Similarly, when Thunberg turned up to a Cop26 panel on carbon offsetting held by former Bank of England governor Mark Carney and described it as “greenwashing” before walking out, his team knew they were being served notice. By the time the particulars of carbon market rules were agreed a little over a week later, the biggest of the loopholes for continuing pollution had been closed.
[See also: “We have been cheated again”: Why developing nations feel silenced at Cop26]
This shift in awareness is certainly not all down to Thunberg. Voices from indigenous territories and the Global South have spoken out for years on these issues, alongside countless other activists, old and young. Yet by using her platform to publicly shame those who would hamper progress, she has helped mainstream the toxification. “Greenwashing is the new climate denial and we have seen too much at play in this Cop,” tweeted Laurence Tubiana, one of the architects of the Paris Agreement.
The first element in the success of the Swedish teen’s approach in Glasgow is consistency. “No more blah, blah blah. No more whatever the f*** they’re doing inside there,” she told a Fridays for Future rally on the opening day (later joking she would go “net zero” on the use of swear words). This led some to warn of the risks in taking cynicism too far. But by setting out her stall at the start of the talks and sticking to it, Thunberg gained authority by dint of repetition. By the time she tweeted her summary of the Glasgow deal’s outcome as “blah, blah, blah” on 13 November, the phrase had become a rallying cry.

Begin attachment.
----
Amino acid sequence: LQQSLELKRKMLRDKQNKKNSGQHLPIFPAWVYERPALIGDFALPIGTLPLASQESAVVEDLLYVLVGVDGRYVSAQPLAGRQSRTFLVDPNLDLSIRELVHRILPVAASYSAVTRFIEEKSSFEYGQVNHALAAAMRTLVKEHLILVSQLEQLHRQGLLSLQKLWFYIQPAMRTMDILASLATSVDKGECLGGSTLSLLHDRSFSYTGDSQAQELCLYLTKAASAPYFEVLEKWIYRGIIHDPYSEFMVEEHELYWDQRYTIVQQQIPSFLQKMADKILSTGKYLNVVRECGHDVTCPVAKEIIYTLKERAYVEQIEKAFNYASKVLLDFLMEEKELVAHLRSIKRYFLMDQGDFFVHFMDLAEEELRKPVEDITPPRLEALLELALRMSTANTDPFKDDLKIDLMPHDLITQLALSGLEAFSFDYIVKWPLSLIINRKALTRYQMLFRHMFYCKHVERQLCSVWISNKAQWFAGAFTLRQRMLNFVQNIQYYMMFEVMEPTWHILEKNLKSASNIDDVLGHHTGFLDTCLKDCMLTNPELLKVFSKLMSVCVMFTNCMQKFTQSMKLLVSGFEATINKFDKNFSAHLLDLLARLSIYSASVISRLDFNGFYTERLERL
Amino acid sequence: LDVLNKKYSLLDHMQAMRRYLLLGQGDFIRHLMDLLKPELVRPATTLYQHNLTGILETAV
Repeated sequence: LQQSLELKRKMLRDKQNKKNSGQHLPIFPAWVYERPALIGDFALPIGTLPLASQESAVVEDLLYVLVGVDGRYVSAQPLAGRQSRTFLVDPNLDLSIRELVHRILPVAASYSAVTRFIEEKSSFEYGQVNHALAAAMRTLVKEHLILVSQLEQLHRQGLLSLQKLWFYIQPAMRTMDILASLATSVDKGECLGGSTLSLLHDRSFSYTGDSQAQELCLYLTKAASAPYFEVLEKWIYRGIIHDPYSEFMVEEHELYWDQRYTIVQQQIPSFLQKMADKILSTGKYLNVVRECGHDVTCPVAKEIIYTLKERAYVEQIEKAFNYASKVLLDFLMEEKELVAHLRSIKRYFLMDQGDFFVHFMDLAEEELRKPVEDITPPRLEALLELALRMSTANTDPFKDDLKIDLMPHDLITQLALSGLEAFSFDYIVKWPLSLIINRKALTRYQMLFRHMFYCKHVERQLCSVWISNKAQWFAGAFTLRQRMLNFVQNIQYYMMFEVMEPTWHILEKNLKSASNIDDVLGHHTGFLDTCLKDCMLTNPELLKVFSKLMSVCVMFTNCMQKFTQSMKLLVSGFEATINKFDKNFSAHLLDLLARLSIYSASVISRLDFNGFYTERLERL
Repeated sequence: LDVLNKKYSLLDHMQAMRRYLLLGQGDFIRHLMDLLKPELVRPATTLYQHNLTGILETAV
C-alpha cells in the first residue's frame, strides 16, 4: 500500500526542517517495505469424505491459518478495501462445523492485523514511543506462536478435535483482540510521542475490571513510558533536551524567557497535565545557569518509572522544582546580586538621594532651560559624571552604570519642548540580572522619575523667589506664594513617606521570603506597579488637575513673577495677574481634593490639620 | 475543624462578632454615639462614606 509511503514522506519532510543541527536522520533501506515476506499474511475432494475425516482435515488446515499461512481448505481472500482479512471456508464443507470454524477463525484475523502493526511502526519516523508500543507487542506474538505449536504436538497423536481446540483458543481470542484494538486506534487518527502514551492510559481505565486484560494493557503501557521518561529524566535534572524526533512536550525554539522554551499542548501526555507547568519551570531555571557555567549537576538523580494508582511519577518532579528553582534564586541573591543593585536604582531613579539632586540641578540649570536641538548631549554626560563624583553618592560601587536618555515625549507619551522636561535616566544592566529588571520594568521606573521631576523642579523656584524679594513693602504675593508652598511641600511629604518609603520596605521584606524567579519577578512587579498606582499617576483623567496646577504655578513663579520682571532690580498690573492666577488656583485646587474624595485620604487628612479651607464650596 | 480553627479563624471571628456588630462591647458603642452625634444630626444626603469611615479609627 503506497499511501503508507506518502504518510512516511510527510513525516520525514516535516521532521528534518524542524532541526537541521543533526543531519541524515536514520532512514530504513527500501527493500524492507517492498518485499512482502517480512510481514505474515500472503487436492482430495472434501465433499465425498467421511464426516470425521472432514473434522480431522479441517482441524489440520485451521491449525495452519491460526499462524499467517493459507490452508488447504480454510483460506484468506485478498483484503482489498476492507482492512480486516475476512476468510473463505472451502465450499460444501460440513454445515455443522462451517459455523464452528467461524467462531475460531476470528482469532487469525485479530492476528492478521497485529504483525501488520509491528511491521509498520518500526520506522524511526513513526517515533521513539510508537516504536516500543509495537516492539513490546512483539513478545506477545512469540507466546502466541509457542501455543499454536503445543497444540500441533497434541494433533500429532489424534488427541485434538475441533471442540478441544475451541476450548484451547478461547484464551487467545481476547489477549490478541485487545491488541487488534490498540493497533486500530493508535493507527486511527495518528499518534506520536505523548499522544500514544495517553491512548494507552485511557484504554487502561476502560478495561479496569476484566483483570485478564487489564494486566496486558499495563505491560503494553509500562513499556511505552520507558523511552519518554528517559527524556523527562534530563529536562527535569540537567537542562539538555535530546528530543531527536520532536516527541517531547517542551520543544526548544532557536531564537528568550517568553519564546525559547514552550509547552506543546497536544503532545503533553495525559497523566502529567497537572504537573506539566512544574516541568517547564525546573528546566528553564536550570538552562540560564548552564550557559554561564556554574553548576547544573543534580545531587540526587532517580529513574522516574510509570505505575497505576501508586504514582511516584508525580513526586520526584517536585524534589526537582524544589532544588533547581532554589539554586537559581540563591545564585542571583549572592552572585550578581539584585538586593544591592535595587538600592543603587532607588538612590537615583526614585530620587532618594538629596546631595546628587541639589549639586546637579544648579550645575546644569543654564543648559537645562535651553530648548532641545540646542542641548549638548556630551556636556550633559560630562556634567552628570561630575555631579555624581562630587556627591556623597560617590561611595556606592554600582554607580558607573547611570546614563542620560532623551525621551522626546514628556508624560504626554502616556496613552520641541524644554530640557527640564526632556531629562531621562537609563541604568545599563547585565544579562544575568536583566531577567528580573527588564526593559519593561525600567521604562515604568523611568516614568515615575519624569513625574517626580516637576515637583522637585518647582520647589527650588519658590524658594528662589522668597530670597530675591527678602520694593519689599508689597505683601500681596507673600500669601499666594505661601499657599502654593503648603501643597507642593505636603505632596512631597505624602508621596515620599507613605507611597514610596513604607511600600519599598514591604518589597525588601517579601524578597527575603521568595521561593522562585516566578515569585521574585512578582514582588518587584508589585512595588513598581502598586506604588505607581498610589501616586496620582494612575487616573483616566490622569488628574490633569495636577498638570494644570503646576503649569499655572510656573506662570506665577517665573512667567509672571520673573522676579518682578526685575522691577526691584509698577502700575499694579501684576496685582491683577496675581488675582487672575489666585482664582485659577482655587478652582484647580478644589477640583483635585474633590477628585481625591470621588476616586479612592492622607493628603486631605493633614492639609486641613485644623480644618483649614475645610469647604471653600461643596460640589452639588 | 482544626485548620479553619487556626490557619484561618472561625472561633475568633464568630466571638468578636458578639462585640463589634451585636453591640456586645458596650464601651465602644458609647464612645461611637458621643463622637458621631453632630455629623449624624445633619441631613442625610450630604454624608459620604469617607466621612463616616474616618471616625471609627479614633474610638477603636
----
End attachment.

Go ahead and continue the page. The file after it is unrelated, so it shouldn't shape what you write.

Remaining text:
Second, while her attacks on the insufficient status quo may be increasing in disdain (her latest criticism is arguably even more cutting than the emotional “how dare you” delivered to the UN climate assembly in 2019), they have always been underpinned by science – and that has not changed. The drastic emissions cuts needed to stem dangerous levels of warming are not in place. Adequate financial support for the world’s most at-risk is still not forthcoming.